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Aptos' Famed Concrete Ship: Even Donald Clark in his classic and indispensable book 'Santa Cruz County Place Names' gave up and called this 'the cement ship.' Cement is powdery or like sand and is used to make concrete or in this case a ship. Impress your friends, be nice to tourists--and tell them the truth: this is a concrete ship. The tanker was made during World War I by the Henry J. Kaiser shipyard and launched as the 'Palo Alto' on May 27, 1919. It was never used, and was purposely moored right where it is and used as an amusement center. It's been owned by the state since 1965. Along with London Nelson and Cabrilho as in Joao Rodriguez Cabrilho, it's another local monument to mistaken identity.

Bruce Bratton

EAST BERLIN. It only dawned on me a day or two before I left Berlin: aside from exactly three bus trips, I spent my entire time in East Berlin. The opera house, the museums, my pension, all shopping and the little touristing I did were all in that part of Berlin once occupied by the Soviets and separated from the more prosperous, greener West Berlin by The Wall or as you still hear almost daily, Der Maurer. That made much more of a difference in my impressions of Berlin than I realized.

THE WAGNER EXPERIENCE. It wasn't a record, but the audience stood and applauded for 28 minutes at the close of Parsifal, Richard Wagner's last opera and the last of the 10 Wagner operas I went to Berlin to see, hear and revel in. I lost count of the curtain calls. There were only two last-minute substitutions in all of the 10 performances and they were replaced from within each cast of famed European Wagner veterans. Opera houses around the world are smaller by at least half than most of the American venues. That means performances are more intimate, and the sound is sharper. With a typical Wagner orchestra of over 120 players, singers have a tough time being heard anywhere, but in Berlin it was a fine balance. The controversial Harry Kupfer, who directed and staged all 10 operas, was also gutsy enough and had the money and time to cast each role for looks and acting ability as well as the necessary vocal prowess to handle Wagner, so as I've mentioned, we had a perfect mix of voices, music and drama, plus settings that will cause debates as long as there are people who care about Wagner.

ODD QUESTIONS. Several times in Berlin or Bayreuth, when newspaper people or locals found out I was from someplace near San Francisco, there were questions like, "Are those little railroads still running?" Few remembered the name "cable cars," and most were surprised when I told them how the cable cars were powered by hooking onto an underground cable. The next question asked was, "Where does the Golden Gate Bridge lead to?" They all knew it was anchored on one end in S.F., and I had a tough time explaining Sausalito and Marin County. Many, many times folks would say, yes, they'd been to S.F., Half Moon Bay, even Moss Landing, plus of course Monterey and Carmel, and yes, they loved driving Highway 1, but where is Santa Cruz? I almost said it was near the River Street sign, but I figured it'd be gone by now.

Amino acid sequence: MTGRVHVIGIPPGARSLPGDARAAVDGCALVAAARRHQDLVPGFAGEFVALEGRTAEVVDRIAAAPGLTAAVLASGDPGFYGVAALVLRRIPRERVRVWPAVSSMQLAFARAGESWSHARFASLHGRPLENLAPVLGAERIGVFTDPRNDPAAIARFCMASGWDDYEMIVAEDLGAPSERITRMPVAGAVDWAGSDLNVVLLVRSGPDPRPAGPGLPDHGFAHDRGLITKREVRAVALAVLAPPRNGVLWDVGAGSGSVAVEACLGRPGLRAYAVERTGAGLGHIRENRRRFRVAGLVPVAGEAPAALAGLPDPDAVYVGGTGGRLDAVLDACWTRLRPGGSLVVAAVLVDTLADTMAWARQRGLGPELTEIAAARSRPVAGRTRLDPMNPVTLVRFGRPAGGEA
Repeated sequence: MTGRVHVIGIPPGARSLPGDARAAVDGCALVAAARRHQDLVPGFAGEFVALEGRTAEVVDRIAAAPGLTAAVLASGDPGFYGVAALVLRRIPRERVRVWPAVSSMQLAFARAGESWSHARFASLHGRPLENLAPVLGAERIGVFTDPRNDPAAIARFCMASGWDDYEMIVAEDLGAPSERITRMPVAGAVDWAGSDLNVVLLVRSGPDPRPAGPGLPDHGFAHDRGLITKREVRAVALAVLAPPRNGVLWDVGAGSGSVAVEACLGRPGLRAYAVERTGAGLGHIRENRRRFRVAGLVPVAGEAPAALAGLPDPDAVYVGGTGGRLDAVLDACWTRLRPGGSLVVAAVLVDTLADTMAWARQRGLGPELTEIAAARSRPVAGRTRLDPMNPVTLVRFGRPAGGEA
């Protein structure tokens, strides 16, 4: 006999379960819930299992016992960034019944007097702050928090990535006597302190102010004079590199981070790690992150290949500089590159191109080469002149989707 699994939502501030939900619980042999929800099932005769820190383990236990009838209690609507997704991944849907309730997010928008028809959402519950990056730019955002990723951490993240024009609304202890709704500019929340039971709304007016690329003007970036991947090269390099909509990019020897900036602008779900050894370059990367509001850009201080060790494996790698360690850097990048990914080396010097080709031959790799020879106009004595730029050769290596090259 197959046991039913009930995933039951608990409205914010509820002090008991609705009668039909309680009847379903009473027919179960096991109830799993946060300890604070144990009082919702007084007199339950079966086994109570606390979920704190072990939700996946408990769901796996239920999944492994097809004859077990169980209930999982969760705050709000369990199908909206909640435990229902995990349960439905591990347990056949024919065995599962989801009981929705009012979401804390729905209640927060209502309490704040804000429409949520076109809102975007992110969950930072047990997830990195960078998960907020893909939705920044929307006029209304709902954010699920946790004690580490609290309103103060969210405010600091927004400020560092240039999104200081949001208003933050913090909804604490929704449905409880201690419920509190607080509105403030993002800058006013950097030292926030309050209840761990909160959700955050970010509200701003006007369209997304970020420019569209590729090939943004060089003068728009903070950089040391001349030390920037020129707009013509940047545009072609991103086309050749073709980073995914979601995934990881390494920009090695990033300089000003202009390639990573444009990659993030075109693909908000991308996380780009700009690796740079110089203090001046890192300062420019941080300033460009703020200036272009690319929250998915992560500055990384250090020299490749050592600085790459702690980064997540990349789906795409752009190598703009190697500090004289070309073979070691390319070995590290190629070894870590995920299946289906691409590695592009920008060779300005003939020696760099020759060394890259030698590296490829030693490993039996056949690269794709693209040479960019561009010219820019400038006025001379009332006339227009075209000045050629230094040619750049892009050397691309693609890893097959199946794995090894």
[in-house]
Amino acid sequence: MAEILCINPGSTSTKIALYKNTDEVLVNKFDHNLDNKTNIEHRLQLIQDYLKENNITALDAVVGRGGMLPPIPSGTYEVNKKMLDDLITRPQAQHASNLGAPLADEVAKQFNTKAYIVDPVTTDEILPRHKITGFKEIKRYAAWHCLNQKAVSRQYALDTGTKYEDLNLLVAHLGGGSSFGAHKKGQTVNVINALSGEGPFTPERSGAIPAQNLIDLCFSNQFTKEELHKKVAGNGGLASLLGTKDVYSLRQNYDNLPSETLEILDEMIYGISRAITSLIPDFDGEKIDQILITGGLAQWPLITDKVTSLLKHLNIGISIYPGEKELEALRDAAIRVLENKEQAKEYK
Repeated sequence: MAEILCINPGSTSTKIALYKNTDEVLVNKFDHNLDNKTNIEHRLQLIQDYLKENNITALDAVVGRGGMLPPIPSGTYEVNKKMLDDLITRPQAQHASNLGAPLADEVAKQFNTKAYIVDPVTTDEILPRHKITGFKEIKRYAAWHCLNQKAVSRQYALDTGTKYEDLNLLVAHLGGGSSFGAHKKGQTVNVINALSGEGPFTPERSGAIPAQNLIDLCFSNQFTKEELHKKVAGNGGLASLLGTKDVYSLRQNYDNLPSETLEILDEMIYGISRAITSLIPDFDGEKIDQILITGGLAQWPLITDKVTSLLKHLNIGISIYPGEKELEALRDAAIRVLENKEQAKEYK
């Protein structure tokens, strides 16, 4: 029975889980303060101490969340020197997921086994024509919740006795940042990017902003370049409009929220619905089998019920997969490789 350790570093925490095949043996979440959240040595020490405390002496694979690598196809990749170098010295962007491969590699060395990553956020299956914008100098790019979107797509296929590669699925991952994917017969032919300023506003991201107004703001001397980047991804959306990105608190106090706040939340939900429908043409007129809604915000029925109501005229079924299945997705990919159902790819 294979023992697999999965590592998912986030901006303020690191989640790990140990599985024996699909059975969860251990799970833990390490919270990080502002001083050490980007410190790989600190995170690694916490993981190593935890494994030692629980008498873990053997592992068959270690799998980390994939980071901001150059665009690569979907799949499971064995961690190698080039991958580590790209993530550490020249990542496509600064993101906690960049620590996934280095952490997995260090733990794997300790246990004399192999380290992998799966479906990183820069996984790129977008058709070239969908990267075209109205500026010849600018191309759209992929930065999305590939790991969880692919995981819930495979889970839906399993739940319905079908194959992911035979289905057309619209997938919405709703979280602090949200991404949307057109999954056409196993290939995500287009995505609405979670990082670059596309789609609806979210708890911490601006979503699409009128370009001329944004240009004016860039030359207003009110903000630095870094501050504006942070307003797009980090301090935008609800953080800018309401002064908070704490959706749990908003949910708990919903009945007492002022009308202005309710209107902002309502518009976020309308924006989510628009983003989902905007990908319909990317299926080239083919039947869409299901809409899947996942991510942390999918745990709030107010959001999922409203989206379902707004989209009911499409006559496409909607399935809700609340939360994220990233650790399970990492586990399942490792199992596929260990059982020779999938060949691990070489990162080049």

LOUNGING IN L.A. After three weeks in Germany I went to my niece's wedding in Valencia and stayed four days in L.A. with daughter Jennifer and family. She took me to see the new Kodak Theatre/Graumann's Mall at Highland Avenue and Hollywood Boulevard. where the Oscars were this year. It's a billion-dollar mall of schlock, with only a few upscale stores to give it any sense of validity. Besides that, they keep the Oscar theater locked--no tours. Now, if you want a real L.A. shopping experience, go see the also-brand-new Grove. The Grove is where the northern half of the Farmer's Market on Fairfax used to be near CBS and Third. It's like a theme park with shopping and money as the theme. It looks like Old Town in Disneyland complete with trolley plus FAO Schwartz, Anthropologie and lots of very smart planning.

TRAVEL NOTES. The new SFO Airport is really not much to look at. Big, barnlike, about $8.12 spent on aesthetics and very cold and unfriendly. But the really huge German airport about to open midway between Leipzig and Halle is gorgeous. The bus stopped there on my way to and from Bayreuth. The functions of the two airports are the same, but what a difference in design. And from what I heard many times, Germany's economy isn't any better off than ours. Benzine (gasoline) is about $ 5.00 per gallon in Germany, so of course more folks use public transportation, which of course means their public transportation is way better than ours. It rained almost every day while I was in Berlin, plus the fact that I wasn't there to see sights--just opera--means I didn't see many of the usual tourist attractions. I did go to KaDeWe, the second biggest department store in the world. I bought a candy bar and an excellent bowl of bouillabaisse on the legendary sixth floor, which is made up of food counters, delis and purveyors of comestibles like we've never seen.

Bruce critiques films every other Thursday on KUSP-FM (88.9). Reach Bruce at [email protected] or at 457.5814, ext.400.

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From the May 8-15, 2002 issue of Metro Santa Cruz.

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